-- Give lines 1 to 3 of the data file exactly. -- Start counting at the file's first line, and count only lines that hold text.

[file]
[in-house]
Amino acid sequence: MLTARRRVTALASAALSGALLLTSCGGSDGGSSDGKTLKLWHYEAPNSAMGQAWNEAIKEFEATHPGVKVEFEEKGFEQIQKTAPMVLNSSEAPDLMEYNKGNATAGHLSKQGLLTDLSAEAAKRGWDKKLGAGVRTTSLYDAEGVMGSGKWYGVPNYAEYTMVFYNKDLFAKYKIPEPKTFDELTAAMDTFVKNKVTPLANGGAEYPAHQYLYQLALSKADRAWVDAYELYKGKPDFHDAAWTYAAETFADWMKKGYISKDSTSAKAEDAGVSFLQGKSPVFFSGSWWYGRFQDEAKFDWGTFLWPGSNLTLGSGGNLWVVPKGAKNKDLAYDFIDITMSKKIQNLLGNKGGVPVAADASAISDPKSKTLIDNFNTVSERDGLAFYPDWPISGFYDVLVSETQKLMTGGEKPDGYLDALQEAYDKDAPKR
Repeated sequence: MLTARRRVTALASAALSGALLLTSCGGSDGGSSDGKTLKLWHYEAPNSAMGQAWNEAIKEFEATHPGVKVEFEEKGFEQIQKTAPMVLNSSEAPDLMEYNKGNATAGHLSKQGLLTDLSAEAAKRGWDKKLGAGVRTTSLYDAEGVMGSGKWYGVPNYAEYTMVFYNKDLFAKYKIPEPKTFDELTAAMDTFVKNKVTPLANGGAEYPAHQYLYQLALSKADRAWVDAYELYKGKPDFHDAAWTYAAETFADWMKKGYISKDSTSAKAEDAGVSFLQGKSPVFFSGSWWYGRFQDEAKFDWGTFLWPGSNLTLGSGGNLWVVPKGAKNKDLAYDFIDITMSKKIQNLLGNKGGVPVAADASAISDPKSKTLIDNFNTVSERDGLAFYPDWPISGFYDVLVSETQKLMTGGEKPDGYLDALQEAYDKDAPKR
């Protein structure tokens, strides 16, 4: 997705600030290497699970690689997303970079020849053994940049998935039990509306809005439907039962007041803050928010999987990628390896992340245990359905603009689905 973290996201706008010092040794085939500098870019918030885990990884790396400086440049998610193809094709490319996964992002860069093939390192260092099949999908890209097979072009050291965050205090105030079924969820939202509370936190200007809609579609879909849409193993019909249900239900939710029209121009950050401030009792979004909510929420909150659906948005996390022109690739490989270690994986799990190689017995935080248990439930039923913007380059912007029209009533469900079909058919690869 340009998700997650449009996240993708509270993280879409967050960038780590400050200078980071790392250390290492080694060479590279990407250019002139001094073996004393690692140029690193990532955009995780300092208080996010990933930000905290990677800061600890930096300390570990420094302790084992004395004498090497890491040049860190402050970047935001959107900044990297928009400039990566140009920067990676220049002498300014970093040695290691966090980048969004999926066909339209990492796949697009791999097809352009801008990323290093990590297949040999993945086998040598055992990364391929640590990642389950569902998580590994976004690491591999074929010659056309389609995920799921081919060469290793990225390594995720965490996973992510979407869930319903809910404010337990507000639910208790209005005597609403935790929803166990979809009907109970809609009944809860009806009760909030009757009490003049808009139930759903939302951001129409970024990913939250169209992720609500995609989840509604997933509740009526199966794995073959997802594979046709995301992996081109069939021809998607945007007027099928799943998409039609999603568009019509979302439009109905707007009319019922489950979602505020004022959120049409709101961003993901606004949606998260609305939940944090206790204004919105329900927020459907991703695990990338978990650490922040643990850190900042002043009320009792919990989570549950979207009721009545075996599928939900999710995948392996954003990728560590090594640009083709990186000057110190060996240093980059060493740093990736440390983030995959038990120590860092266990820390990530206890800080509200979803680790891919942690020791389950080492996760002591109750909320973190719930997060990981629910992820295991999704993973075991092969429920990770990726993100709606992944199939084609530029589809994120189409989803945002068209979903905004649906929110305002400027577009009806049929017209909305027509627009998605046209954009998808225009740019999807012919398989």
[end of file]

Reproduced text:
[in-house]
Amino acid sequence: MLTARRRVTALASAALSGALLLTSCGGSDGGSSDGKTLKLWHYEAPNSAMGQAWNEAIKEFEATHPGVKVEFEEKGFEQIQKTAPMVLNSSEAPDLMEYNKGNATAGHLSKQGLLTDLSAEAAKRGWDKKLGAGVRTTSLYDAEGVMGSGKWYGVPNYAEYTMVFYNKDLFAKYKIPEPKTFDELTAAMDTFVKNKVTPLANGGAEYPAHQYLYQLALSKADRAWVDAYELYKGKPDFHDAAWTYAAETFADWMKKGYISKDSTSAKAEDAGVSFLQGKSPVFFSGSWWYGRFQDEAKFDWGTFLWPGSNLTLGSGGNLWVVPKGAKNKDLAYDFIDITMSKKIQNLLGNKGGVPVAADASAISDPKSKTLIDNFNTVSERDGLAFYPDWPISGFYDVLVSETQKLMTGGEKPDGYLDALQEAYDKDAPKR
Repeated sequence: MLTARRRVTALASAALSGALLLTSCGGSDGGSSDGKTLKLWHYEAPNSAMGQAWNEAIKEFEATHPGVKVEFEEKGFEQIQKTAPMVLNSSEAPDLMEYNKGNATAGHLSKQGLLTDLSAEAAKRGWDKKLGAGVRTTSLYDAEGVMGSGKWYGVPNYAEYTMVFYNKDLFAKYKIPEPKTFDELTAAMDTFVKNKVTPLANGGAEYPAHQYLYQLALSKADRAWVDAYELYKGKPDFHDAAWTYAAETFADWMKKGYISKDSTSAKAEDAGVSFLQGKSPVFFSGSWWYGRFQDEAKFDWGTFLWPGSNLTLGSGGNLWVVPKGAKNKDLAYDFIDITMSKKIQNLLGNKGGVPVAADASAISDPKSKTLIDNFNTVSERDGLAFYPDWPISGFYDVLVSETQKLMTGGEKPDGYLDALQEAYDKDAPKR